|• Total||4,700 km2 (1,800 sq mi)|
|• Density||8.1/km2 (21/sq mi)|
|ISO 3166 code||DJ-OB|
The Obock Region (Arabic: إقليم أوبوك, Somali: Gobolka Obock, Afar: Obock Rakaakay) is a region in northern Djibouti. It has a land area of 4,700 square kilometres (1,800 sq mi), and had a population of 37,856 in 2009.
In the mid-19th century and earlier, Obock was ruled by Somali and Afar Sultans, local authorities with whom France signed various treaties between 1883 and 1887 to first gain a foothold in the region. The French developed Obock as a colonial port, while the Italians maintained a port to the north of Obock at Assab.
The region covers an area of 4,700 square kilometres (1,800 sq mi). It is bordered by Eritrea to the north, the Tadjourah Region to the southwest, and the Red Sea and Gulf of Aden to the east. There are several salt-lakes on the road to Tadjoura.
The regional capital is Obock, which is positioned on the Gulf of Tadjoura littoral. The city has a functional airstrip and offers regular ferry services to Djibouti City. Other notable towns include Daddato, Khor Angar, Andali, Bissidiro, Moulhoule, Alaili Dadda`, Waddi, Lahassa, Egahlou and Ribta.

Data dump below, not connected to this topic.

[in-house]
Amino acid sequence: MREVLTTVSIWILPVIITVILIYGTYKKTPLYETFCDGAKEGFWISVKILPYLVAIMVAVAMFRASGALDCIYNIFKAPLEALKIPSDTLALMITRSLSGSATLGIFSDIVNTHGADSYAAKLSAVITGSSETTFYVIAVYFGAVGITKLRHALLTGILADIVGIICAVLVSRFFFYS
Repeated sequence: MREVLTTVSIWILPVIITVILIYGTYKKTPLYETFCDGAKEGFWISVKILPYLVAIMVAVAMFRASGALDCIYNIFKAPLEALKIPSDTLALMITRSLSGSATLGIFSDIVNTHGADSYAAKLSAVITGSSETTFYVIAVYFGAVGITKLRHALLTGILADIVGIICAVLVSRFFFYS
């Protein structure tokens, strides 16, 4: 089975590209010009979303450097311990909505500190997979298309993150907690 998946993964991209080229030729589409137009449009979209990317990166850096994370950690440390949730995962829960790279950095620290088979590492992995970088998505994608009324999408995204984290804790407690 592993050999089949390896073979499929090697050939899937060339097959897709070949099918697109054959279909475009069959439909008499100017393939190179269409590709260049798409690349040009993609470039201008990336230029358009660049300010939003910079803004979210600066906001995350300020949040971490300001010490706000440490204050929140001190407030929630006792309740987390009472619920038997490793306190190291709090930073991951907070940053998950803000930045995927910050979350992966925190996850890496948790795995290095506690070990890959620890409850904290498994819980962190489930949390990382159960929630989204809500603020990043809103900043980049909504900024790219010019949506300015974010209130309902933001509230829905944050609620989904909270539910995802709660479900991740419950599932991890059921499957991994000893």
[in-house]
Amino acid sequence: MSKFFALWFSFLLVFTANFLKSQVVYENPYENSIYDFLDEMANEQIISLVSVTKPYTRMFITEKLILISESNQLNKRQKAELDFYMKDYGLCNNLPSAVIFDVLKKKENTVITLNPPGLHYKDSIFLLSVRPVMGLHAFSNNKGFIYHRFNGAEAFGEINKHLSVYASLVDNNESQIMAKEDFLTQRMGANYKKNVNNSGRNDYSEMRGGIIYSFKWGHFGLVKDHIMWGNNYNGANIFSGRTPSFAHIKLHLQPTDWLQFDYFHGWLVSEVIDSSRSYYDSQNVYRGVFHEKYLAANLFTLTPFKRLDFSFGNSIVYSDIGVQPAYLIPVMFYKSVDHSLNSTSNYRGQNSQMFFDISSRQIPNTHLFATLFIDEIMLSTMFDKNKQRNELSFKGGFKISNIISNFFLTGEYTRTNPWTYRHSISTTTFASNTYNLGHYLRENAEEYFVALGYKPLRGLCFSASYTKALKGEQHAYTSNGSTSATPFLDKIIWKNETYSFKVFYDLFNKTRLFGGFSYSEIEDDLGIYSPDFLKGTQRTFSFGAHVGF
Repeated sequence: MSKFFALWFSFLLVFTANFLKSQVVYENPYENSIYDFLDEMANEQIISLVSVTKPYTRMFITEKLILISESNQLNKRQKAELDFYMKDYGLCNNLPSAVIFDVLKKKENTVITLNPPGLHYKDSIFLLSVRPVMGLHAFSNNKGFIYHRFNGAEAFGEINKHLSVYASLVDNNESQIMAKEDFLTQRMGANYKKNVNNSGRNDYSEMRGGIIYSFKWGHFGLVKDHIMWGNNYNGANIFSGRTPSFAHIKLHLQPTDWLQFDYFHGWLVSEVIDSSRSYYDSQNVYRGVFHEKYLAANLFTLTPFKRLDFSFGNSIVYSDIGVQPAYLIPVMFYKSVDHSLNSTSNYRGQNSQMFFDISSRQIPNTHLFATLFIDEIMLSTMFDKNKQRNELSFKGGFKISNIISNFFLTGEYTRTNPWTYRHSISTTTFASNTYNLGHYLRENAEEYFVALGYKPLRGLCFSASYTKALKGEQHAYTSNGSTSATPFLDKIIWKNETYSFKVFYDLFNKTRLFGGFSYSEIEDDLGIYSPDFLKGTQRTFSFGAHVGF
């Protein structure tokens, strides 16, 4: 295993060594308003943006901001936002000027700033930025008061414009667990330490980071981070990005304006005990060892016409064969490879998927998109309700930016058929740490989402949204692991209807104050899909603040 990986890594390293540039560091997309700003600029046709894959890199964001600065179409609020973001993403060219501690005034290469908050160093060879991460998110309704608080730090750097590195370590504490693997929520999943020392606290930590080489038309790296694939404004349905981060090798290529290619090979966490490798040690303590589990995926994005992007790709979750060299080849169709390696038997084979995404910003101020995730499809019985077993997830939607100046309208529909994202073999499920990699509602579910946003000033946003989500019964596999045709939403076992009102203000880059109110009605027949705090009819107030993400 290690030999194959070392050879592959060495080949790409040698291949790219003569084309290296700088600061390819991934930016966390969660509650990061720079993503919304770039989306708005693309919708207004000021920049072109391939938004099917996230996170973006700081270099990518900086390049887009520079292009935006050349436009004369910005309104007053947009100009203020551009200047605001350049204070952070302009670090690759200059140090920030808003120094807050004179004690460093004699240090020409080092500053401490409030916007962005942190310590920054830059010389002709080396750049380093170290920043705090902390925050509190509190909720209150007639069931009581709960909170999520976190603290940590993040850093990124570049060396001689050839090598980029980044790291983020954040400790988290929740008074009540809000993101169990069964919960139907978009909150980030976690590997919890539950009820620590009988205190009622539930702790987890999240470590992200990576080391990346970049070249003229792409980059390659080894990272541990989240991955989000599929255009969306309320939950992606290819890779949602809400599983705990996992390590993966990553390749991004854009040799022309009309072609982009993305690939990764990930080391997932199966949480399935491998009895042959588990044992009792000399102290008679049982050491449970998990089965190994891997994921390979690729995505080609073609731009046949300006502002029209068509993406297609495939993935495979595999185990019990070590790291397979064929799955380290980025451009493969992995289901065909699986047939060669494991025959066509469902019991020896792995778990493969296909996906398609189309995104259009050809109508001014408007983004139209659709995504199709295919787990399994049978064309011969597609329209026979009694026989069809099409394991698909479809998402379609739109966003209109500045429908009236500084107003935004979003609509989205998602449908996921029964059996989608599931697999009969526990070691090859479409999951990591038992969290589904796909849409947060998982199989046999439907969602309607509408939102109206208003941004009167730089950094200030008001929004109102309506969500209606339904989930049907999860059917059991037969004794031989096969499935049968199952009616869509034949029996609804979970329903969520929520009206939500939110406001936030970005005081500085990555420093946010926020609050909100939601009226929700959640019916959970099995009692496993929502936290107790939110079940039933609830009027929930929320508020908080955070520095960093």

Elevations play a major factor in temperature, with the escarpments and plateaus on average 16 °C (61 °F) cooler, day or night. The climate of the coastal strip is influenced by warm ocean waters, keeping the closest parts free from extremes highs and providing occasional rainfall. The overnight lows in the highlands - the western half of the region - drop to about 61–76 °F (16–24 °C).
The annual mean statistics for some Tadjoura Region centres is shown below:
|Town||Min. Temp||Max. Temp||Rainfall|
|Khôr ‘Angar||22.8 °C (73.0 °F)||39.8 °C (103.6 °F)||57 mm (2.2 in)|
|Obock||22.3 °C (72.1 °F)||41.0 °C (105.8 °F)||83 mm (3.3 in)|
|Alaili Dadda`||19.6 °C (67.3 °F)||38.2 °C (100.8 °F)||135 mm (5.3 in)|
|Egahlou||14.3 °C (57.7 °F)||35.1 °C (95.2 °F)||322 mm (12.7 in)|
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